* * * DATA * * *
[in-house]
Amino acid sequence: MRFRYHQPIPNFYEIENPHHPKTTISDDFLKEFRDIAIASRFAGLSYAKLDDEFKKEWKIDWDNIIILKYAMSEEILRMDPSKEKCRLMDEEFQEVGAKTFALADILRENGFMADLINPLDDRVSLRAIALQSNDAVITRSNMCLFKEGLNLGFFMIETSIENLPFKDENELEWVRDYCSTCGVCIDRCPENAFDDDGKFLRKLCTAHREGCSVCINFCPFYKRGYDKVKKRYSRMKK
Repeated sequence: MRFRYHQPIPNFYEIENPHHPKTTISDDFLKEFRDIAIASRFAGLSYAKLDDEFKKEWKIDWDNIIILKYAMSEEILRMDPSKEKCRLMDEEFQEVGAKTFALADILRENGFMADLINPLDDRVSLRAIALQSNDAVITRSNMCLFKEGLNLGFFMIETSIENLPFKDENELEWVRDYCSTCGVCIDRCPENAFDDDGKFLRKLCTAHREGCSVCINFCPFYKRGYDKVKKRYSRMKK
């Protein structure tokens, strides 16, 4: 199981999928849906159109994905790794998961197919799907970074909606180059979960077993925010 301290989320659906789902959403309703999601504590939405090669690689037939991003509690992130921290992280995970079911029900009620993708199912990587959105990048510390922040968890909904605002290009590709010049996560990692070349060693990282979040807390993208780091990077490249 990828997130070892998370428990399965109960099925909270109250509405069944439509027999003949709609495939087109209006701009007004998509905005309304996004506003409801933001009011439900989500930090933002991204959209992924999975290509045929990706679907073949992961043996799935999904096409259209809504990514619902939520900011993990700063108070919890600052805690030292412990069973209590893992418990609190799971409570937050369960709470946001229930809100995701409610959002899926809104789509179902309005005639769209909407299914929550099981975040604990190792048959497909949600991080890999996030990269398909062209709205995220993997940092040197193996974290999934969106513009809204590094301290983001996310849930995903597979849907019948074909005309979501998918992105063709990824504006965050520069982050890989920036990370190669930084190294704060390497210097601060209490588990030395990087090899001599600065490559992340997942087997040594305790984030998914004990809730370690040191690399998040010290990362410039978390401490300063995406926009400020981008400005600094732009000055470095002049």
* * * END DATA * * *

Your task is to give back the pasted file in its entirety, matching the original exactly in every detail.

[in-house]
Amino acid sequence: MRFRYHQPIPNFYEIENPHHPKTTISDDFLKEFRDIAIASRFAGLSYAKLDDEFKKEWKIDWDNIIILKYAMSEEILRMDPSKEKCRLMDEEFQEVGAKTFALADILRENGFMADLINPLDDRVSLRAIALQSNDAVITRSNMCLFKEGLNLGFFMIETSIENLPFKDENELEWVRDYCSTCGVCIDRCPENAFDDDGKFLRKLCTAHREGCSVCINFCPFYKRGYDKVKKRYSRMKK
Repeated sequence: MRFRYHQPIPNFYEIENPHHPKTTISDDFLKEFRDIAIASRFAGLSYAKLDDEFKKEWKIDWDNIIILKYAMSEEILRMDPSKEKCRLMDEEFQEVGAKTFALADILRENGFMADLINPLDDRVSLRAIALQSNDAVITRSNMCLFKEGLNLGFFMIETSIENLPFKDENELEWVRDYCSTCGVCIDRCPENAFDDDGKFLRKLCTAHREGCSVCINFCPFYKRGYDKVKKRYSRMKK
């Protein structure tokens, strides 16, 4: 199981999928849906159109994905790794998961197919799907970074909606180059979960077993925010 301290989320659906789902959403309703999601504590939405090669690689037939991003509690992130921290992280995970079911029900009620993708199912990587959105990048510390922040968890909904605002290009590709010049996560990692070349060693990282979040807390993208780091990077490249 990828997130070892998370428990399965109960099925909270109250509405069944439509027999003949709609495939087109209006701009007004998509905005309304996004506003409801933001009011439900989500930090933002991204959209992924999975290509045929990706679907073949992961043996799935999904096409259209809504990514619902939520900011993990700063108070919890600052805690030292412990069973209590893992418990609190799971409570937050369960709470946001229930809100995701409610959002899926809104789509179902309005005639769209909407299914929550099981975040604990190792048959497909949600991080890999996030990269398909062209709205995220993997940092040197193996974290999934969106513009809204590094301290983001996310849930995903597979849907019948074909005309979501998918992105063709990824504006965050520069982050890989920036990370190669930084190294704060390497210097601060209490588990030395990087090899001599600065490559992340997942087997040594305790984030998914004990809730370690040191690399998040010290990362410039978390401490300063995406926009400020981008400005600094732009000055470095002049």